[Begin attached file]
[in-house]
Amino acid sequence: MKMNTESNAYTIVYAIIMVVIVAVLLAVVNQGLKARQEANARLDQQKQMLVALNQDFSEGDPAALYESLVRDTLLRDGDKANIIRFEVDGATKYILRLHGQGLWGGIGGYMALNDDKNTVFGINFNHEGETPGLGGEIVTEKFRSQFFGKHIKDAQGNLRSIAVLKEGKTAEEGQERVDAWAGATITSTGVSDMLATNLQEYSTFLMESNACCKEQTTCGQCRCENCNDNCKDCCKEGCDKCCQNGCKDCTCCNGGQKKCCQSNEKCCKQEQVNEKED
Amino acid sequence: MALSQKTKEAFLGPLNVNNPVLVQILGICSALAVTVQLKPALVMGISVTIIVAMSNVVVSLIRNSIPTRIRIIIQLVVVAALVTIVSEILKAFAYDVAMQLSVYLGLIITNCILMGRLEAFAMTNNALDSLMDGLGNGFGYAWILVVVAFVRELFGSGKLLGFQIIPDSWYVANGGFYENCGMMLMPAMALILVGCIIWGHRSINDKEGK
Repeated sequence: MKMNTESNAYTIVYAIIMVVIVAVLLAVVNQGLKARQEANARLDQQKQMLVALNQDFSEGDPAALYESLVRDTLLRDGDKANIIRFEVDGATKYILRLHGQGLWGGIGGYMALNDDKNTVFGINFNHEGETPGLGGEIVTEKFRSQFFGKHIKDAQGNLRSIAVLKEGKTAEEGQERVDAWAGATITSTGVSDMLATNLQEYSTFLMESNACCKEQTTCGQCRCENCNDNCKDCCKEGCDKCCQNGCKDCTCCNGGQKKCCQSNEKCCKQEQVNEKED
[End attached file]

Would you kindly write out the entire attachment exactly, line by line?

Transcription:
[in-house]
Amino acid sequence: MKMNTESNAYTIVYAIIMVVIVAVLLAVVNQGLKARQEANARLDQQKQMLVALNQDFSEGDPAALYESLVRDTLLRDGDKANIIRFEVDGATKYILRLHGQGLWGGIGGYMALNDDKNTVFGINFNHEGETPGLGGEIVTEKFRSQFFGKHIKDAQGNLRSIAVLKEGKTAEEGQERVDAWAGATITSTGVSDMLATNLQEYSTFLMESNACCKEQTTCGQCRCENCNDNCKDCCKEGCDKCCQNGCKDCTCCNGGQKKCCQSNEKCCKQEQVNEKED
Amino acid sequence: MALSQKTKEAFLGPLNVNNPVLVQILGICSALAVTVQLKPALVMGISVTIIVAMSNVVVSLIRNSIPTRIRIIIQLVVVAALVTIVSEILKAFAYDVAMQLSVYLGLIITNCILMGRLEAFAMTNNALDSLMDGLGNGFGYAWILVVVAFVRELFGSGKLLGFQIIPDSWYVANGGFYENCGMMLMPAMALILVGCIIWGHRSINDKEGK
Repeated sequence: MKMNTESNAYTIVYAIIMVVIVAVLLAVVNQGLKARQEANARLDQQKQMLVALNQDFSEGDPAALYESLVRDTLLRDGDKANIIRFEVDGATKYILRLHGQGLWGGIGGYMALNDDKNTVFGINFNHEGETPGLGGEIVTEKFRSQFFGKHIKDAQGNLRSIAVLKEGKTAEEGQERVDAWAGATITSTGVSDMLATNLQEYSTFLMESNACCKEQTTCGQCRCENCNDNCKDCCKEGCDKCCQNGCKDCTCCNGGQKKCCQSNEKCCKQEQVNEKED